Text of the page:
“i will be African even if you want me to be german and i will be german even if my blackness does not suit you i will go yet another step further to the farthest edge where my sisters – where my brothers stand where o u r FREEDOM begins i will go yet another step further and another step and will return when i want and remain borderless and brazen - “borderless and brazen: a poem against the German ‘u-not y.’” (Translated by May Ayim) One of the great things about poetry is that it can express ideas in a short s “i will be African even if you want me to be german and i will be german even if my blackness does not suit you i will go yet another step further to the farthest edge where my sisters – where my brothers stand where o u r FREEDOM begins i will go yet another step further and another step and will return when i want and remain borderless and brazen - “borderless and brazen: a poem against the German ‘u-not y.’” (Translated by May Ayim) One of the great things about poetry is that it can express ideas in a short space that prose would have to take pages to express. That poem above is basically the first chapter of The Souls of Black Folk (“On Spiritual Strivings”) in just a stanza. This poem is just one in an amazing gem of a book that I was lucky to find. This book is an English-language compilation of poems, essays, and interview by the Afro-German activist and writer May Ayim named after her first collection of poetry published in German (Blues in schwarz weiss). I first heard of her last year after reading an article about her by Tiffany Florvil. After reading this book, it is shocking that such a story of someone so crucial could go unknown. Shocking, but not surprising.i no longer wait for the better times midnight blue sky above us silver stars upon it hand in hand with you along the river trees right and left desire in their branches hope in my heart i straighten up my room i light a candle i paint a poem i no longer kiss my way down your body through your navel into your dreams my love in your mouth your fire in my lap pearls of sweat on my skin i dress myself warmly i paint my lips red i talk to the flowers i no longer listen for a sign from you take out your letters look at your pictures conversation with you till midnight visions between us children smiling at us i open the window wide i tie my shoes tight i get my hat i no longer dream in lonely hours your face into time your shadow is only a cold figure i pack the memories up i blow the candle out i open the door i no longer wait for the better times i go out into the street scent of flowers on my skin umbrella in my hand along the river midnight blue sky above me silver stars upon it trees left and right desire in their branches hope in my heart i love you i wait no longer. – Night SongMay Ayim was born Sylvia Andler on May 3, 1960 in Hamburg to a white German mother and Ghanaian father. She was immediate put up for adoption and went in and out of foster homes (with the main one being the Opitz family). She never had a relationship with her birth mother’s family, but she did reconnect with her father’s family and became especially close to her paternal grandfather (who gets a moving poem in this book). After leaving her adopted family for the last time she went to Berlin and ended-up meeting the woman who would change her life and become the intellectual mentor of Afro-German consciousness, Audre Lorde. Lorde brought her knowledge and experience in the Black Arts & Black Power Movements as well as her experiences in feminism & intersectionality to bare on an entire generation of Afro-German women, Ayim among them. After reading Ayim’s masters’ thesis, Lorde suggested she publish it along with writings from other Afro-German women which culminated in the book Showing Our Colors: Afro-German Women Speak Out. Ayim’s relationship with Lorde, along with her travels abroad, put her in contact with the wider African diaspora both intellectually and literally.soul sister [lament on the death of Audre Lorde] saying goodbye to someone who is already gone forever moments of remembering and lapses of memory remain alive in movement it’s up to us i think and i say my personal truth AUDRE LORDE Lived a healthy oppositional black lesbian life in a sick society on a dying planet she died after 58 years an ordinary death diagnosis: cancer her impact lives on in her works our visions carry the experience of her words memories 1984 black german women together with AUDRE LORDE conceived the term afro-german for we had many names that were not our own for we knew no names by which we wanted to be called racism remains the pale face of a sickness that privately and publicly eats away at us today we mourn the death of a great black poet a sister and friend and comrade in struggle her impact lives on in her works our visions carry the experience of her words 1992 – translated by Tina CamptOne of the big legacies of Ayim was the co-founding of the organization Initiative of Black Germans (ISD) to act as the German NAACP of sorts. The organization helped coordinate her and her comrades’ activism and gave the a platform to speak to the public. She also was very busy writing. The essays in this book do a great job giving the reader a thorough picture of Germany during this time and the history of black people in Germany up-to-that-point. It is clear from May Ayim’s writing that the big event of her generation that galvanized the need for minority groups in Germany to organize was the Reunification of Germany. While I’d been taught that the Reunification was a happy event that brought Germans together, it was clear this was only true for white, Christain Germans. For Germans of African, Turkish, and Jewish descent, Reunification unleashed an avalanche of racism and xenophobia which had been barely held under the surface of both East and West Germany since 1945. Given the news coming out of that country today, to read the accounts, you’d have thought the book was only recently published. It is clear from this book that the Pediga Movement and the AfD were no accidents of the civil war in Syria, but had been in the works for many years.departure what should the last words be fare-well see you again sometime somewhere? what should the last deeds be a last letter a phone call a soft song? what should the last wish be forgive me forget me not I love you? what should the last thought be thank you? thank youThis book sheds light on the historical fact that people of African descent had been a part of German society since at least the Roman times, and would continue to be in the future. I took heart to see how Afro-Germans started to organize themselves and started to help themselves when it became clear the German State would let them be crushed. It was interesting from my Afro-American perspectives to see how Afro-Germans dealt with white supremacy. One of the issues that Ayim deals with in this book is mental health and self-care. These are things that we understand quite well now in a post-Black Lives Matter context, but were only just being studied (by Ayim herself as one of the first) in an Afro-German context. May Ayim was herself a mental health sufferer and she knew that Afro-Germans were treated very poorly by often openly-racist mental-health physicians and workers. Despite this, there was at this time no alternatives for black folks in Germany so when her mental health took a turn for the worst in the beginning of 1996, the white German doctors did not take it seriously (operating under the idea that mixed-race people were naturally unstable) and she eventually died by suicide on August 9, 1996. A blow to black folks as a whole, but the one solace was that the work she left behind has been indispensable to Afro-Germans and anti-racism organizations operating in Germany and central Europe. The fact that I could find this person 21 years after her death without ever setting foot into Germany or even speaking German means something. And as this interview shows: https://www.facebook.com/AudreLordeBe... , young people are still being led by her example. Even the United Nations’ Report of the Working Group of Experts on People of African Descent on its mission to Germany used the research of her and her peers when in the country. I’m not sure what else I can say to convince anyone outside of Germany to read this, but I felt it worth every bit of my time. It is always good to know you got family somewhere. afterword “alone i would never have found my way here of that i am certain many have accompanied me some have even carried me through love rage and courage i have grown can move around freely show weakness tears laughter can joke around unlearn mistakes ignorance i can recognize and cope with competition and envy not always but more often than not share pain and happiness without all those who loyally stand by me stood by me on my own i would never have made it all the way let alone found my way here to you all to me for critique and patience optimism and trouble for everyone that ever stands by me stood by me a million thanks and a big kiss!” – Translated by Ekpenyong Ani. Appendix: Here are two film trailers and a film excerpt that features May Ayim: Hope in my Heart Trailer -TWN AUDRE LORDE - THE BERLIN YEARS/ TRAILER May Ayim Teil 3 - Last poem recited is Nightsong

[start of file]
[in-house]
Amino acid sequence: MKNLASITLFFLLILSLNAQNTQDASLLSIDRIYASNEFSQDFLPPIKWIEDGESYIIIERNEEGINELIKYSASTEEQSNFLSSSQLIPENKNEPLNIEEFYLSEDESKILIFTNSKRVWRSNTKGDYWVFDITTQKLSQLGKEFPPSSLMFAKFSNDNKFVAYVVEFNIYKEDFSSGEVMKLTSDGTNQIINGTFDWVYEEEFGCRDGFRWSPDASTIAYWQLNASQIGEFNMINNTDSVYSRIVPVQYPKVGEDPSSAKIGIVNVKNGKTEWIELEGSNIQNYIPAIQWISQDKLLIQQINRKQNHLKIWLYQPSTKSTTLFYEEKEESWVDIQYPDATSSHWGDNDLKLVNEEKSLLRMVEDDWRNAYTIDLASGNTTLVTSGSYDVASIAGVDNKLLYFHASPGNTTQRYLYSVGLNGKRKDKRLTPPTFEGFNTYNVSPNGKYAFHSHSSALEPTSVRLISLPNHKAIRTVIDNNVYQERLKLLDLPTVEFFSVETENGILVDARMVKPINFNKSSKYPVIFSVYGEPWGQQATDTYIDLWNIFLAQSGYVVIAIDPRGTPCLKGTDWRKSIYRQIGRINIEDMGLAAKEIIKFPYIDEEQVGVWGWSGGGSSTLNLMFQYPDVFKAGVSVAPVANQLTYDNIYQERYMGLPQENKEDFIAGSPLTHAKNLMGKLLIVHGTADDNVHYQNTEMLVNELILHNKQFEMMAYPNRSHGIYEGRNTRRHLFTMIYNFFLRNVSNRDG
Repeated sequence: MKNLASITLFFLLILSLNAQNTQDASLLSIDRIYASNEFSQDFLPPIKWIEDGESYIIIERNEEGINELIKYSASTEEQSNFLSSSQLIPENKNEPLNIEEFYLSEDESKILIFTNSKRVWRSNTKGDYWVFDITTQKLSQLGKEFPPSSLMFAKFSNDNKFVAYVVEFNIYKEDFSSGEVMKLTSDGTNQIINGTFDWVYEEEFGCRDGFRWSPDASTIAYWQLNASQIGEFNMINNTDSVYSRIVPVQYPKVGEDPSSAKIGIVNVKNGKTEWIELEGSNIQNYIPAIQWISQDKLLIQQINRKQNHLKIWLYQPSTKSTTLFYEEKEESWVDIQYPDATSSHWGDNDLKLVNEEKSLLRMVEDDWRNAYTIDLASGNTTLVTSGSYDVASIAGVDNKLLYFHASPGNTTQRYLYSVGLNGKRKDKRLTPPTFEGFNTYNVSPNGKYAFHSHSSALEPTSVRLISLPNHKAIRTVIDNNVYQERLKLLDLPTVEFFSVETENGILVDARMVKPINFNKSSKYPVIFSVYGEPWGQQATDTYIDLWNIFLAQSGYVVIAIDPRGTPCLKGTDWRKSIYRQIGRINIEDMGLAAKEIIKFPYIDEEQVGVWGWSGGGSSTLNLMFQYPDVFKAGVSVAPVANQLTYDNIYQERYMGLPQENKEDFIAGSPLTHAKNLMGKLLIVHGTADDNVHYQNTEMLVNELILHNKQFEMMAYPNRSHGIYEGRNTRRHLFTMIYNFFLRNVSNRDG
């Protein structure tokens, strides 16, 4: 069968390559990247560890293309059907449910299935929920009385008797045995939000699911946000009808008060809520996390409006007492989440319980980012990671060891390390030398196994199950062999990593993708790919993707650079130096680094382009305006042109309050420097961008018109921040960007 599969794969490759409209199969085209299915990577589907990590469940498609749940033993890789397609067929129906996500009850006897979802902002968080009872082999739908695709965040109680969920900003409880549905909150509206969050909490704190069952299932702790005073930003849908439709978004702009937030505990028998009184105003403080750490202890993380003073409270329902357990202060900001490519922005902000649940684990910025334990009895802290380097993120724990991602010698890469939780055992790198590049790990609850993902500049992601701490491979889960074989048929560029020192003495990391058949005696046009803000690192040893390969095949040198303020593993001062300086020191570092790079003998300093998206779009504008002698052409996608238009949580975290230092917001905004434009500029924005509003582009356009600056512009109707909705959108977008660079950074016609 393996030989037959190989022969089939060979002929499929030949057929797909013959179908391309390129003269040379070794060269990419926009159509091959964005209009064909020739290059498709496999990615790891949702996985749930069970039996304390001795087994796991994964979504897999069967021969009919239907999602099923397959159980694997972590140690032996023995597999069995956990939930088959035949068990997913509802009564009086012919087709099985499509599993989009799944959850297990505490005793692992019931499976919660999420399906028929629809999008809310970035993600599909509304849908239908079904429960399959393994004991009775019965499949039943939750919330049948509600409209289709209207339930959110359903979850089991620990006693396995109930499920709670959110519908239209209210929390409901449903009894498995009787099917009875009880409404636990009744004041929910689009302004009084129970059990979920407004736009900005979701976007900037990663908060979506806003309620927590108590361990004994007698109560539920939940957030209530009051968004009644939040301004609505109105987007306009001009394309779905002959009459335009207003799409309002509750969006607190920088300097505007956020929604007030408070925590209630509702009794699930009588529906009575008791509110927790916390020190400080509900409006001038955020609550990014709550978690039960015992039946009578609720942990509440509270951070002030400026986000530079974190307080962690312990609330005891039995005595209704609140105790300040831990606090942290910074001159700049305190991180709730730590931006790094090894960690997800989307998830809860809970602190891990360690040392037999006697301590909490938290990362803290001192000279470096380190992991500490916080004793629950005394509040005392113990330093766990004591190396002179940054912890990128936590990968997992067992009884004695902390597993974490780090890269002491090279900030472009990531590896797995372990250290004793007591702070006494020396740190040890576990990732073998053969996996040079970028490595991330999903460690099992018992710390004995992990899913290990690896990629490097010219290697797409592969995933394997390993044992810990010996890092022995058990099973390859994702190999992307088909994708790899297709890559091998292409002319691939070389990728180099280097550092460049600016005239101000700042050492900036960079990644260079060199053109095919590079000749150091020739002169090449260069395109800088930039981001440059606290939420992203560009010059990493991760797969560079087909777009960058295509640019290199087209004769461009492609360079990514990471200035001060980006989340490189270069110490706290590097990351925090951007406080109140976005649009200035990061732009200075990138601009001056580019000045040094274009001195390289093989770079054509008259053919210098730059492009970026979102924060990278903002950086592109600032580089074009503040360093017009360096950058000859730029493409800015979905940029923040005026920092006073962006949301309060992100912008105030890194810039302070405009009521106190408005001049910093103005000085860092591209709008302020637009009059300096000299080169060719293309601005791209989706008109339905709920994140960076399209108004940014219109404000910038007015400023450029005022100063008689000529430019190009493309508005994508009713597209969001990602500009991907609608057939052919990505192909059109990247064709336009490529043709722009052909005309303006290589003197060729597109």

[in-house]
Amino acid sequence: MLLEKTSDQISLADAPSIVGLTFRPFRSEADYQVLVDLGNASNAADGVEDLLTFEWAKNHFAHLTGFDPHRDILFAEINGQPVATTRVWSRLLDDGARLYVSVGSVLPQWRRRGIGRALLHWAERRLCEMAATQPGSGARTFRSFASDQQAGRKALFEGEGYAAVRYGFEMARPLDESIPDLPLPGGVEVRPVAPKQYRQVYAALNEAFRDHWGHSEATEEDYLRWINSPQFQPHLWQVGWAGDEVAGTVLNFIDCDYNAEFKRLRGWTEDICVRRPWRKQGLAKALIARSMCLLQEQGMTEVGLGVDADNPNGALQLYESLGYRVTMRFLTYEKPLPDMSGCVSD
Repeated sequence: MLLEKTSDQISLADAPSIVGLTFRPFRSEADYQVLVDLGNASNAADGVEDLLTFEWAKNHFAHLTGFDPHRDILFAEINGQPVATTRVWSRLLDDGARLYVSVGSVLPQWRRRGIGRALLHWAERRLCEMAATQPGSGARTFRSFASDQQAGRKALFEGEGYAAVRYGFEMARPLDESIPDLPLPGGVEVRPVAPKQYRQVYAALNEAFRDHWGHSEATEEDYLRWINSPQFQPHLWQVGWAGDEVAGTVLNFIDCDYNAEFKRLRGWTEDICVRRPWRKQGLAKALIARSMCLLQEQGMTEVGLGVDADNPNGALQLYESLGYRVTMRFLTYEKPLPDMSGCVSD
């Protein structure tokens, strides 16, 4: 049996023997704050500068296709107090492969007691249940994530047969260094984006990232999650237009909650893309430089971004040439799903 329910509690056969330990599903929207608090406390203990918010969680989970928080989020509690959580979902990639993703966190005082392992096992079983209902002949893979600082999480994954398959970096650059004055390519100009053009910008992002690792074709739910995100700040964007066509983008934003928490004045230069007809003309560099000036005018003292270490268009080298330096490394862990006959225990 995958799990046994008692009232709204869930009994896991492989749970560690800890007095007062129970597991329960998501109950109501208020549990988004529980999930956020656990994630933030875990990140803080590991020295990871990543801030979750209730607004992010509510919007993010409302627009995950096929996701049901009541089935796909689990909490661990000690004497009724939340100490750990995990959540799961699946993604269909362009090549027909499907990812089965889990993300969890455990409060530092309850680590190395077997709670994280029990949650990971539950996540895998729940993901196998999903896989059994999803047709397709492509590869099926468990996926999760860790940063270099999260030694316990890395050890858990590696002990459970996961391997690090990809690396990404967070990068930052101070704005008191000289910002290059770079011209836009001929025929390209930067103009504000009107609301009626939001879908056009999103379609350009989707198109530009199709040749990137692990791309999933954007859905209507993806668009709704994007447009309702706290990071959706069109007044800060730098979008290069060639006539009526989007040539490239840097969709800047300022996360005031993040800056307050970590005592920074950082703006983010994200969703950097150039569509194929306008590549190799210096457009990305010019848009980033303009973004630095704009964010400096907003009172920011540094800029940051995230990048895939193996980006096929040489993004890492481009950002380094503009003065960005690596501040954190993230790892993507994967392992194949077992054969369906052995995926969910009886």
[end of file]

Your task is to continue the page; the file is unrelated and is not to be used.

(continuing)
2. 5 out of 5